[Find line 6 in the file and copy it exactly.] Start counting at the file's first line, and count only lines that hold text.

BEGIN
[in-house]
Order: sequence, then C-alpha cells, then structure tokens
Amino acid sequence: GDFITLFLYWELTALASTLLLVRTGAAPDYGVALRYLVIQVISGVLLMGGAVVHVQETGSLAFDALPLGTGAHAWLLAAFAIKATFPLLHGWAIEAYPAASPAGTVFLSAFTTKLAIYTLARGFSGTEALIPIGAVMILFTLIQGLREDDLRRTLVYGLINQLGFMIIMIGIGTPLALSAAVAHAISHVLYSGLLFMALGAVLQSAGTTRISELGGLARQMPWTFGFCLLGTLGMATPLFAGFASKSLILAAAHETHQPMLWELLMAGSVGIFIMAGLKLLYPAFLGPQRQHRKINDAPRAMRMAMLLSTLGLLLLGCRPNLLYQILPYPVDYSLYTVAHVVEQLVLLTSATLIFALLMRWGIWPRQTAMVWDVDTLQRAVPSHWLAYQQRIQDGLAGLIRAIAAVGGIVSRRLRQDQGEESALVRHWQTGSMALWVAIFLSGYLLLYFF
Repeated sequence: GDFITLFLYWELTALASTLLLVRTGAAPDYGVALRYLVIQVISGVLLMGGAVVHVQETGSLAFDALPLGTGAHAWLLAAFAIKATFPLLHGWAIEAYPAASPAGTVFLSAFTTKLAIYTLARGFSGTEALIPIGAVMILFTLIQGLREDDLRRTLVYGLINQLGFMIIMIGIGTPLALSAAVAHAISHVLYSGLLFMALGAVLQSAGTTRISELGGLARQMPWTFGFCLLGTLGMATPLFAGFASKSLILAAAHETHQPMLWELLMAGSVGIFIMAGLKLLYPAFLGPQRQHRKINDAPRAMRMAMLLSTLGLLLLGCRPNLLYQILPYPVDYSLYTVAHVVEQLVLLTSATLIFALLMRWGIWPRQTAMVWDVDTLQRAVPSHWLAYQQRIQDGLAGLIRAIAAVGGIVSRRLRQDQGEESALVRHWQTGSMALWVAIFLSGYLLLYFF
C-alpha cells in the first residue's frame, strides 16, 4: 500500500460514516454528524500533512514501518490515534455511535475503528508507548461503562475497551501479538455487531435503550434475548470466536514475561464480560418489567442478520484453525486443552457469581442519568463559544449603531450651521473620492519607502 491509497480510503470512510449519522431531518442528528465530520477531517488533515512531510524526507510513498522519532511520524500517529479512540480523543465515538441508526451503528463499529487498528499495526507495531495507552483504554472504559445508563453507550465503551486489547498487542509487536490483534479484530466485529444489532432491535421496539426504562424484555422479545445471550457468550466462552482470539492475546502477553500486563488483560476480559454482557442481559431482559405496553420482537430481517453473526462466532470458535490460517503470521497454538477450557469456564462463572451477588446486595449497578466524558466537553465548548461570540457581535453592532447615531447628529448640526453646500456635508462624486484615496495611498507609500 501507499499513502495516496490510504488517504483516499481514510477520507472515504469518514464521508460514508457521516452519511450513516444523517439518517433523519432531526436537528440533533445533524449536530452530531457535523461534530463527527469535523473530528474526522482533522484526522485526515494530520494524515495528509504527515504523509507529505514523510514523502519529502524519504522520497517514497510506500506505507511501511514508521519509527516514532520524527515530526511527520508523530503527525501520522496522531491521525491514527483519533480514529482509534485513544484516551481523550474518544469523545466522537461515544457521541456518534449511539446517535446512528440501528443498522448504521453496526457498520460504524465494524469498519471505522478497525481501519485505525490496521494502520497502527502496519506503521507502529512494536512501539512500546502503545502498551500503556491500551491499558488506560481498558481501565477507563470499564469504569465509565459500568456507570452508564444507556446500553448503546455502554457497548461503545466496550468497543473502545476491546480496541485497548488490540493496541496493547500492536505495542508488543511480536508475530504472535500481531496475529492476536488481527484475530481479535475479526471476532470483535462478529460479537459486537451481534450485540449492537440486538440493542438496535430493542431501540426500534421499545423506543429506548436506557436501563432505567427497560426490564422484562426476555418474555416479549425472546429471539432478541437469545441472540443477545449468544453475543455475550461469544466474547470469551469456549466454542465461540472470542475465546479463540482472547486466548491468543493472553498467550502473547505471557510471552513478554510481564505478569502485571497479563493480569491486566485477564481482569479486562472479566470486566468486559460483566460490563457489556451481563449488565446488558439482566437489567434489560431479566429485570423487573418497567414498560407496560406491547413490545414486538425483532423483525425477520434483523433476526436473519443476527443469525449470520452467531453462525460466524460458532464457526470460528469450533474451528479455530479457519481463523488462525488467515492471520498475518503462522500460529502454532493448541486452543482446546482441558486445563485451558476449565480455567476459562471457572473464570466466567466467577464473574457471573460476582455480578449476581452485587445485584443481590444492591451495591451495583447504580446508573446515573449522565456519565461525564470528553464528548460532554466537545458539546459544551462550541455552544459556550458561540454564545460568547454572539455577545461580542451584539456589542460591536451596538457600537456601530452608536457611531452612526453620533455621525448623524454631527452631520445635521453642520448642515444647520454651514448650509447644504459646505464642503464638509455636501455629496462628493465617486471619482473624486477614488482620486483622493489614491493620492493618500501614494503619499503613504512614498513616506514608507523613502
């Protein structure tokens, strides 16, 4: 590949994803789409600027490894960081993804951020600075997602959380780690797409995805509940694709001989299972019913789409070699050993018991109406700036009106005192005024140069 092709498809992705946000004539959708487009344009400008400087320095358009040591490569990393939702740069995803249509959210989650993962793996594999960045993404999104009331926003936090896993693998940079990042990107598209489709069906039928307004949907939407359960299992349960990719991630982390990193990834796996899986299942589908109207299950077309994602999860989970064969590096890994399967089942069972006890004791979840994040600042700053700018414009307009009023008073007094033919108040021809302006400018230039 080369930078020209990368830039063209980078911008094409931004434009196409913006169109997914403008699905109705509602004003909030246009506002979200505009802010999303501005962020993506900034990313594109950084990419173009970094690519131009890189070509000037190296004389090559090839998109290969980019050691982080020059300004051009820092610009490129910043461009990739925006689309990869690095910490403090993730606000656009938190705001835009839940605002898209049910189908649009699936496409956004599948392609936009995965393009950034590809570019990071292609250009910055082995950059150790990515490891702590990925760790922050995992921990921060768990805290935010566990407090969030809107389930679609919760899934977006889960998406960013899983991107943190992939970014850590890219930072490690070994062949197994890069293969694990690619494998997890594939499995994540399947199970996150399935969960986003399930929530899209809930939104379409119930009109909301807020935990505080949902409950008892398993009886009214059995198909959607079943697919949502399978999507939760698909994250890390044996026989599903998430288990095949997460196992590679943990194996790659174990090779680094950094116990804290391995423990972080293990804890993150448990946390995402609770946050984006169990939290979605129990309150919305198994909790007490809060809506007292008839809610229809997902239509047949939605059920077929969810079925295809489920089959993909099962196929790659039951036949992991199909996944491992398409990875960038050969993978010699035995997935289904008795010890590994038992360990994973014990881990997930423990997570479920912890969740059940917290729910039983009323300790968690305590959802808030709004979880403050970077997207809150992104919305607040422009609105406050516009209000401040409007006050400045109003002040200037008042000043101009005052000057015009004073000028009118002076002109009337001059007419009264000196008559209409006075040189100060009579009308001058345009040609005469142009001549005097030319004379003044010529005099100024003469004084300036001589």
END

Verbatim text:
């Protein structure tokens, strides 16, 4: 590949994803789409600027490894960081993804951020600075997602959380780690797409995805509940694709001989299972019913789409070699050993018991109406700036009106005192005024140069 092709498809992705946000004539959708487009344009400008400087320095358009040591490569990393939702740069995803249509959210989650993962793996594999960045993404999104009331926003936090896993693998940079990042990107598209489709069906039928307004949907939407359960299992349960990719991630982390990193990834796996899986299942589908109207299950077309994602999860989970064969590096890994399967089942069972006890004791979840994040600042700053700018414009307009009023008073007094033919108040021809302006400018230039 080369930078020209990368830039063209980078911008094409931004434009196409913006169109997914403008699905109705509602004003909030246009506002979200505009802010999303501005962020993506900034990313594109950084990419173009970094690519131009890189070509000037190296004389090559090839998109290969980019050691982080020059300004051009820092610009490129910043461009990739925006689309990869690095910490403090993730606000656009938190705001835009839940605002898209049910189908649009699936496409956004599948392609936009995965393009950034590809570019990071292609250009910055082995950059150790990515490891702590990925760790922050995992921990921060768990805290935010566990407090969030809107389930679609919760899934977006889960998406960013899983991107943190992939970014850590890219930072490690070994062949197994890069293969694990690619494998997890594939499995994540399947199970996150399935969960986003399930929530899209809930939104379409119930009109909301807020935990505080949902409950008892398993009886009214059995198909959607079943697919949502399978999507939760698909994250890390044996026989599903998430288990095949997460196992590679943990194996790659174990090779680094950094116990804290391995423990972080293990804890993150448990946390995402609770946050984006169990939290979605129990309150919305198994909790007490809060809506007292008839809610229809997902239509047949939605059920077929969810079925295809489920089959993909099962196929790659039951036949992991199909996944491992398409990875960038050969993978010699035995997935289904008795010890590994038992360990994973014990881990997930423990997570479920912890969740059940917290729910039983009323300790968690305590959802808030709004979880403050970077997207809150992104919305607040422009609105406050516009209000401040409007006050400045109003002040200037008042000043101009005052000057015009004073000028009118002076002109009337001059007419009264000196008559209409006075040189100060009579009308001058345009040609005469142009001549005097030319004379003044010529005099100024003469004084300036001589």